Dollar Climbing As GDP Shows Continued Improvement

The dollar is gaining ground against all of its major competitors Thursday, after U.S. GDP showed continued improvement. The rise in GDP has investors feeling confident that the U.S. Federal Reserve will stay on track to raise interest rates in September.

Economic activity in the U.S. increased by less than expected in the second quarter, the Commerce Department revealed in a report on Thursday, although the report also showed a notable upward revision to the data for the first quarter.

The Commerce Department said real gross domestic product increased at an annual rate of 2.3 percent in the second quarter compared to expectations for an increase of about 2.6 percent.

However, the report also said first quarter GDP rose by an upwardly revised 0.6 percent compared to the 0.2 percent contraction previously reported.

First-time claims for U.S. unemployment benefits rebounded in the week ended July 25th, according to a report released by the Labor Department on Thursday, with claims bouncing off the more than forty-year low set in the previous week.

The report said initial jobless claims climbed to 267,000, an increase of 12,000 from the previous week’s unrevised level of 255,000. Economists had expected claims to rise to about 272,000.

The Federal Reserve was noncommittal in yesterday’s monetary policy statement. The statement included some subtle changes that point toward a near-term interest rate hike, but the Fed did not provide a specific timetable.

Analysts highlighted the inclusion of the word “some” in the Fed’s assessment that it would be appropriate to raise rates “when it has seen some further improvement in the labor market.”

The dollar hovered around the $1.0970 level against the Euro Thursday morning, but has since broken out to a 1-week high of $1.0915.

Eurozone economic confidence rose unexpectedly to a four-year high in July and businesses became more upbeat after the threat of Grexit diminished, survey results from European Commission showed Thursday.

The economic sentiment index climbed to 104 in July. A similar reading was last seen in the same month of 2011 and a higher score of 106 was recorded in June that year. Economists had forecast the indicator to fall marginally to 103.2 from 103.5 in June.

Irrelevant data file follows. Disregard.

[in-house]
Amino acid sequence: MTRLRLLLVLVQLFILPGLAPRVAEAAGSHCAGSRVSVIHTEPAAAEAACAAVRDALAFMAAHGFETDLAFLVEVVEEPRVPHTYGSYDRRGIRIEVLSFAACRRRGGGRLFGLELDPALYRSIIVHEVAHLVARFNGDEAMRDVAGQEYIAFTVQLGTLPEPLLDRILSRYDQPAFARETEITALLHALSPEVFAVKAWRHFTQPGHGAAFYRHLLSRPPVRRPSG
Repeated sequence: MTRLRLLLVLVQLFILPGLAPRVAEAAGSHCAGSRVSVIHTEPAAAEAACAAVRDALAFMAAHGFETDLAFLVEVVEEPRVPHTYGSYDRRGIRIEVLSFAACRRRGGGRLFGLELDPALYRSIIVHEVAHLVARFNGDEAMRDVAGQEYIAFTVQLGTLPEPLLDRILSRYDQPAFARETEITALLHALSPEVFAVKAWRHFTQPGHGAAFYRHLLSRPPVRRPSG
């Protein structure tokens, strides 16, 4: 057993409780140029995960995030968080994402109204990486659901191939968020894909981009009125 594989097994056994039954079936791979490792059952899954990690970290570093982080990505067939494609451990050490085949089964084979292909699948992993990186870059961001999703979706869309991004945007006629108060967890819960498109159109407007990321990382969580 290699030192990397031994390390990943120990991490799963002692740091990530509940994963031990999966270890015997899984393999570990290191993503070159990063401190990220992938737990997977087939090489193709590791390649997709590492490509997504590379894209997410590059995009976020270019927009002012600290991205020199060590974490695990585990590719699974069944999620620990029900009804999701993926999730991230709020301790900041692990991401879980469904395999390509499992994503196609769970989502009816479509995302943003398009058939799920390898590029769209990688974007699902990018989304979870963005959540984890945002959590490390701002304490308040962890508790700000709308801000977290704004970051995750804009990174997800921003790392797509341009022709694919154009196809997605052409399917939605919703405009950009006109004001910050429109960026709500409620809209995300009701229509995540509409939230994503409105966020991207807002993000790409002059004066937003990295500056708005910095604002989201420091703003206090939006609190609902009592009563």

German unemployment increased unexpectedly in July, reports said citing data from the Federal Labor Agency on Thursday. The number of unemployed rose 9,000 in July from June, confounding expectations for a decline of 5,000.

The jobless rate remained unchanged at a seasonally adjusted 6.4 percent in July. The rate came in line with expectations.

Germany’s unemployment rate held steady in June, figures from Destatis showed Thursday. The jobless rate came at an adjusted 4.7 percent in June, the same rate as in the previous month. In the corresponding month last year, the rate was 5.0 percent.

German inflation slowed to a 5-month low in July as energy prices declined further, preliminary data from Destatis showed Thursday. Consumer price inflation eased marginally to 0.2 percent in July from 0.3 percent in June. This was the lowest rate since February, when it was 0.1 percent. Inflation was expected to remain at 0.3 percent.

The buck slipped to a low of $1.5640 against the pound sterling Thursday morning, but has since climbed to $1.5590.

The greenback surged to a month and a half high of Y124.581 against the Japanese Yen Thursday, but has since eased back to around Y124.285.

Industrial production in Japan climbed a seasonally adjusted 0.8 percent on month in June, the Ministry of Economy, Trade and Industry said on Thursday. That beat expectations for an increase of 0.3 percent following the 2.1 percent contraction in May.

The material has been provided by InstaForex Company – www.instaforex.com

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